However, the character of some of the forces campaigning against globalisation are ambiguous. From the perspective of the South, Northern `anti-globalisation` is not necessarily `progressive`:

  • The alarming the rise in the popularity within Europe and elsewhere of fascist, anti-immigration forces, which clearly represent a stream of `anti-globalisation` sentiment within those societies.
  • Within working class movements there is also the ever-present danger of tendencies promoting isolationism and protectionism, as opposed to internationalism.
  • Some conservative elements within the northern Green movement are clearly opposed to development and industrialisation in the South. While innovative and environmentally sustainable solutions to the problems of development must certainly be found, sucendencies are likely to find themselves in opposition to the poor of the South.
  • There is also a tendency, both within and outside the movement, to conflate it with "NGO`s. The growth of the NGO movement is an important part of the emergence of a `global civil society` However, NGO activists can not substitute themselves for genuiy popular mass organisation founded on a democratic and progressive basis. In the absence of clear linkages with popular organisation, the sphere of non-governmental organisation is, by its nature, subject to competing influences through a variety of mechanisms, including financial patronage.
  • Finally, we are convinced that neo-anarchism is not the answer to neo-liberalism. We know well from our own struggle that mindless violence is the province of at best the na├»ve, and at worst the agent provocateur.

As a progressive third world movement that has emerged from and inspired many `social movements` we are also concerned by the `rejectionist` tendencies of some in the emerging global movement. Certainly, the need for a `countervailing force` against the arrogance of combined private/business and state interests should not be dismissed, and all would agree that the independence of `civil society` is fundamental to democratic governance. On the other hand, we believe that the progressive transformation of global society requires alliances of progressives, both within and outside the state, especially where that state is popular.

Indeed, the state itself is the most powerful weapon in the hands of the poor and oppressed. Therefore, the question needs to be posed, how does a movement claiming to represent precisely these interests position itself in relation to progressive, democratic and popular forces in state power, as is the case in many developing countries?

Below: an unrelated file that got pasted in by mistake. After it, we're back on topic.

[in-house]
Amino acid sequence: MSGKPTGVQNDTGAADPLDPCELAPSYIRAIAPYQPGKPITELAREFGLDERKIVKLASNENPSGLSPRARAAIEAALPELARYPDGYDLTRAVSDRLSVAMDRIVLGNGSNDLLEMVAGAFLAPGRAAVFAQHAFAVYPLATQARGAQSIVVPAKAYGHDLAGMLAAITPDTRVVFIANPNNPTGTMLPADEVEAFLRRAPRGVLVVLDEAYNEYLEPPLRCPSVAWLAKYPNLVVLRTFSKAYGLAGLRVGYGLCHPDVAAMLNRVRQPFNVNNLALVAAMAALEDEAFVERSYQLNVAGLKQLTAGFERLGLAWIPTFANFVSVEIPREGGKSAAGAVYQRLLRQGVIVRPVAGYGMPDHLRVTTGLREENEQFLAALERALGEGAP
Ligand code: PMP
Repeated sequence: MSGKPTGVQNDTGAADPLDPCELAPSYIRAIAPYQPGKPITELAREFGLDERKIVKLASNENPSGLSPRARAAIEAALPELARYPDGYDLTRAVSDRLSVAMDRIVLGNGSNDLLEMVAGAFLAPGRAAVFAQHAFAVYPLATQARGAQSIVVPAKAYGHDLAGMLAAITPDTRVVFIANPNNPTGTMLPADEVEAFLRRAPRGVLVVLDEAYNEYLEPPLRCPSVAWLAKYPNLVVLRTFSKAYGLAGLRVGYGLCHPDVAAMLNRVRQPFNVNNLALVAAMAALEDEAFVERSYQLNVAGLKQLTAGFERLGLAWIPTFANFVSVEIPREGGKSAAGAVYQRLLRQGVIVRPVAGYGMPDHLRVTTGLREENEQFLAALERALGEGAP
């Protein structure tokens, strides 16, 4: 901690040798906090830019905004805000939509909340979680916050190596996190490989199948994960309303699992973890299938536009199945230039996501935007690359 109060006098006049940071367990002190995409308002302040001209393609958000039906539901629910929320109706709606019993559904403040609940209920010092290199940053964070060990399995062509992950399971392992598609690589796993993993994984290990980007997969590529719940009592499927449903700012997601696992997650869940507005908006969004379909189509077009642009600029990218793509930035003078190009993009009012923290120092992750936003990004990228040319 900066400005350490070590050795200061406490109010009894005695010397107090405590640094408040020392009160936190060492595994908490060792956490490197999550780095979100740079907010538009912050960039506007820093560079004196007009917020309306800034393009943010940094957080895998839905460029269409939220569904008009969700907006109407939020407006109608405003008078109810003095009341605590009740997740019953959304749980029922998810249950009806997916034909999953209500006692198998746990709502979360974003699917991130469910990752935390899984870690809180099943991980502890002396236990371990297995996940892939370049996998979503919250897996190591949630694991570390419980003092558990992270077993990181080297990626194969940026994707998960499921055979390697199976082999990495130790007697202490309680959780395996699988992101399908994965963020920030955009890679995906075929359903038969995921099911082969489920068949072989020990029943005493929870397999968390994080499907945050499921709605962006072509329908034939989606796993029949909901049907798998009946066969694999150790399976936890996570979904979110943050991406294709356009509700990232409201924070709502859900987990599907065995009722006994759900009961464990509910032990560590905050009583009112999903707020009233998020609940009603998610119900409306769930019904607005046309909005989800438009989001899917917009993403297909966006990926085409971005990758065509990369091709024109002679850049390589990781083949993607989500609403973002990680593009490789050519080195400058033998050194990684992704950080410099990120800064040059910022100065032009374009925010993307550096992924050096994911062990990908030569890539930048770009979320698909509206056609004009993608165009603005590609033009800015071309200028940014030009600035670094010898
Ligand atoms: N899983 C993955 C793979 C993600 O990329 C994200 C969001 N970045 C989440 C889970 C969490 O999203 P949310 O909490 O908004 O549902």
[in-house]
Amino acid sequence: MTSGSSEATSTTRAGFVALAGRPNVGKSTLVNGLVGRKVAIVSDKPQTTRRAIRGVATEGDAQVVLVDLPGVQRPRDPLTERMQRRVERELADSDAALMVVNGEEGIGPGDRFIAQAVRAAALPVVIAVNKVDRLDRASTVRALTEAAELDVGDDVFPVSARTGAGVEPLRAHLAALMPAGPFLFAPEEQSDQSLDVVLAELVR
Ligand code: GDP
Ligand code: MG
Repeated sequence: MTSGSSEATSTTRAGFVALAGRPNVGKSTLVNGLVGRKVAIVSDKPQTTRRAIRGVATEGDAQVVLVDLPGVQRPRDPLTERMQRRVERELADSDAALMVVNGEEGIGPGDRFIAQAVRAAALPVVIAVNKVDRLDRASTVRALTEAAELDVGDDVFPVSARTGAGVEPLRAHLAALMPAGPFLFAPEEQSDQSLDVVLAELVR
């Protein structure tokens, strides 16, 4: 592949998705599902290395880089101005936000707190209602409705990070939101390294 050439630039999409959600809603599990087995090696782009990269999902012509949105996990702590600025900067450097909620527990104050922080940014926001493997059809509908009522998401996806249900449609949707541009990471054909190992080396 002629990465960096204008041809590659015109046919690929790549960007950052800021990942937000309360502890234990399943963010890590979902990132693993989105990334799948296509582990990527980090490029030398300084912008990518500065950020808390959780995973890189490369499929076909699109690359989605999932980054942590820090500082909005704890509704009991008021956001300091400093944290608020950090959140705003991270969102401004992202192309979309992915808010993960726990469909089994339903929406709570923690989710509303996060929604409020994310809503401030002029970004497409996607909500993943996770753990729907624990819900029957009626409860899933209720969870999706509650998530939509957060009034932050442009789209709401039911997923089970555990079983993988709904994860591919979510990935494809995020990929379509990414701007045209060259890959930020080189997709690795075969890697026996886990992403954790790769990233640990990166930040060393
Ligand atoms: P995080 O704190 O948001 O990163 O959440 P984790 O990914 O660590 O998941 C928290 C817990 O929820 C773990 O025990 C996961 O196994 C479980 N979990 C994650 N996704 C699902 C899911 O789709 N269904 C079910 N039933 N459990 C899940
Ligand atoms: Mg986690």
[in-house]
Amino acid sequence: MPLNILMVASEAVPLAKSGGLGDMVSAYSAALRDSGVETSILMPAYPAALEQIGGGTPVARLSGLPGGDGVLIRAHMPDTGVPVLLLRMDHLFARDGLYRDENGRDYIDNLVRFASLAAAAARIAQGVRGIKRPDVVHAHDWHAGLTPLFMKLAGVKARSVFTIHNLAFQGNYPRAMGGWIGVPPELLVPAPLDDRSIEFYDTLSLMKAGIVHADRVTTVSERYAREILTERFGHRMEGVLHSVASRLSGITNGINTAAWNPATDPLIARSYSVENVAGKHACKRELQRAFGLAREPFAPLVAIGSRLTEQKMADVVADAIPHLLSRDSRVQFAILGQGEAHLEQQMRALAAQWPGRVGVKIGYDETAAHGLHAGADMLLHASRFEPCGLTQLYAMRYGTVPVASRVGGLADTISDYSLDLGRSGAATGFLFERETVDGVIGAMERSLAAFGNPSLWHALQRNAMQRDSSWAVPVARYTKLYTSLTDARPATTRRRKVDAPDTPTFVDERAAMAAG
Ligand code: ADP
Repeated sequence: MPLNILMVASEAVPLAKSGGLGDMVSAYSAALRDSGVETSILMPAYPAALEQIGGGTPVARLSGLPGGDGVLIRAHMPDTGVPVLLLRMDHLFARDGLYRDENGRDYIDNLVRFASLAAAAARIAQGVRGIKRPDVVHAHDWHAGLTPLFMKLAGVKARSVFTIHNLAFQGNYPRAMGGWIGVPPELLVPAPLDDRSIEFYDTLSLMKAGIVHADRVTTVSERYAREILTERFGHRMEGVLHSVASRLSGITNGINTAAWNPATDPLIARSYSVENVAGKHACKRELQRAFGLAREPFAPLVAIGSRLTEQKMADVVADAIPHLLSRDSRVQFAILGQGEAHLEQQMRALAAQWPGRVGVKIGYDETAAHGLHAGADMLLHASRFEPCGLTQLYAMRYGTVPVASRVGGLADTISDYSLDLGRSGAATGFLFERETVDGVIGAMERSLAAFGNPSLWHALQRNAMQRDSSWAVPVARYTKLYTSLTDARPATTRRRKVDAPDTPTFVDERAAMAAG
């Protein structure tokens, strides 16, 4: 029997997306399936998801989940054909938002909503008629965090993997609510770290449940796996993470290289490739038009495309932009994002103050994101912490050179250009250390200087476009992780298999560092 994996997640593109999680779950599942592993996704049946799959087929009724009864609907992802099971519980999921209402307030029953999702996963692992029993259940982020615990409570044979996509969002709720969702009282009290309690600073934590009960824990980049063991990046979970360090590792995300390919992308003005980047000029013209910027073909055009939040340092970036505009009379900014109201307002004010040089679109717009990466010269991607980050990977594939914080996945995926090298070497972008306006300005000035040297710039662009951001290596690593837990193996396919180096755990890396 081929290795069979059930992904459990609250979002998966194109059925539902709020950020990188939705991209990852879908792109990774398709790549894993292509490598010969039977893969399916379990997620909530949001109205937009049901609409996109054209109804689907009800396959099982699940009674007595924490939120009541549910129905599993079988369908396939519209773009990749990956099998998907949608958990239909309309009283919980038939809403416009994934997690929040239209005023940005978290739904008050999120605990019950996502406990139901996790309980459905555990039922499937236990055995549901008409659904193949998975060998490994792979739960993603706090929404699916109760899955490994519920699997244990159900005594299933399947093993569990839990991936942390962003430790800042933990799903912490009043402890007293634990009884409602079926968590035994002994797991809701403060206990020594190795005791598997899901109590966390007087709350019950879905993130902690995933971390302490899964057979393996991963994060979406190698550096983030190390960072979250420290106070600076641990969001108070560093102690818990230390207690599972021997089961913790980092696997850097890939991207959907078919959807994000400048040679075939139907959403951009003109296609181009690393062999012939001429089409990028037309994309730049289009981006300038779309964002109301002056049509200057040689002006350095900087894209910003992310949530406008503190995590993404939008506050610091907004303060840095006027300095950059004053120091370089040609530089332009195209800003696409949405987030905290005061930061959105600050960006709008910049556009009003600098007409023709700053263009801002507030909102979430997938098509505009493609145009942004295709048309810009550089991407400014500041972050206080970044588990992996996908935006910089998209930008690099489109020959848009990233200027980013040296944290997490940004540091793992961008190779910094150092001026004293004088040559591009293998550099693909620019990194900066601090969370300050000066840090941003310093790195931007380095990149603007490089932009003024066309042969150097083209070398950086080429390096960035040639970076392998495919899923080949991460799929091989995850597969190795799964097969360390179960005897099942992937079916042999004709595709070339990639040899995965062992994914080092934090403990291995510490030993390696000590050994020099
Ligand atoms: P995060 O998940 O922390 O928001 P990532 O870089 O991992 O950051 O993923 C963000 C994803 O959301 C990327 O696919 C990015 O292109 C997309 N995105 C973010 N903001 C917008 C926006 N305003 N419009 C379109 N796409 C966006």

A similar question might also be asked with regard to institutions of governance at international level. For example, is the United Nations System, including its various agencies, organs and conferences such as the Johannesburg Summit the `enemy` of a progressive movement, the object of a purely disruptive programme? Or is it a terrain of struggle where progressives, both within and outside such forums, can combine principled alliance toward tactical and strategic objectives?

These questions cannot all be answered at once. `Global civil society` is not necessarily progressive. It is, rather, a contested terrain in which various forces compete to wield the cultural power of mass mobilisation. The Seattle movement (if that be a useful, if somewhat inaccurate, appellation) is still emerging. It is a complex of forces in which contestation is taking place. It is yet to learn its identity. This will be found in the context of ongoing dialogue: a task for which this forum is perfectly suited.

CONCLUSION

Progressive change on a global scale can be achieved. The WSSD is a forum in which we believe such change can be advanced. We are therefore committed to pursuing the agenda for change in all forums open to us, including both `governmental` and `civil society` summits. We salute all the delegates to the WSSD Global Civil Society Forum, and call for dialogue on the lessons of our common struggles in order to find the answers to the questions that plague our world. We do not believe that any of us have all the answers and only through collective dialogue can progress be achieved.